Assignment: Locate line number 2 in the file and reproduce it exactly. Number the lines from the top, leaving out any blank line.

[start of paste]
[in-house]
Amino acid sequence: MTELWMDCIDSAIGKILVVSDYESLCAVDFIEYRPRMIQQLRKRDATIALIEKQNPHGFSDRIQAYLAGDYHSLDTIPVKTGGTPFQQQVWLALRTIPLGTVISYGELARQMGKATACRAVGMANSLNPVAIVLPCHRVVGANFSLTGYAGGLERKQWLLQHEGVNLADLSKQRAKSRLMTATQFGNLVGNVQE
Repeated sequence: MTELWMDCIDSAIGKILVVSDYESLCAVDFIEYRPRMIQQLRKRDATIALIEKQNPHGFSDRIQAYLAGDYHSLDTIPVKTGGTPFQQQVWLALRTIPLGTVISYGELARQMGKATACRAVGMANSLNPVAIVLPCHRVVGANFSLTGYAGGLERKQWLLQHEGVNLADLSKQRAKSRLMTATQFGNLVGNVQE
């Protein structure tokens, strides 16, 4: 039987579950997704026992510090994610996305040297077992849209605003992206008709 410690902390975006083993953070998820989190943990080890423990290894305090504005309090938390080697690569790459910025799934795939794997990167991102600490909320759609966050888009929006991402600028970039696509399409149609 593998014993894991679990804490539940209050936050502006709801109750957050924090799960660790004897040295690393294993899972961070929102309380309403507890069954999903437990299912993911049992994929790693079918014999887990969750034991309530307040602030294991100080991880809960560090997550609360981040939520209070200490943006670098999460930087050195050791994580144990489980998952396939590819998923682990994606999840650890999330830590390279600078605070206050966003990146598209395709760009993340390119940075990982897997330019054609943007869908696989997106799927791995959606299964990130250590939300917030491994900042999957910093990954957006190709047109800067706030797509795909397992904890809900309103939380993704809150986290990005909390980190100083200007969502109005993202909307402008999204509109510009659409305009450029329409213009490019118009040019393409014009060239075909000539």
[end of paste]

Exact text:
Amino acid sequence: MTELWMDCIDSAIGKILVVSDYESLCAVDFIEYRPRMIQQLRKRDATIALIEKQNPHGFSDRIQAYLAGDYHSLDTIPVKTGGTPFQQQVWLALRTIPLGTVISYGELARQMGKATACRAVGMANSLNPVAIVLPCHRVVGANFSLTGYAGGLERKQWLLQHEGVNLADLSKQRAKSRLMTATQFGNLVGNVQE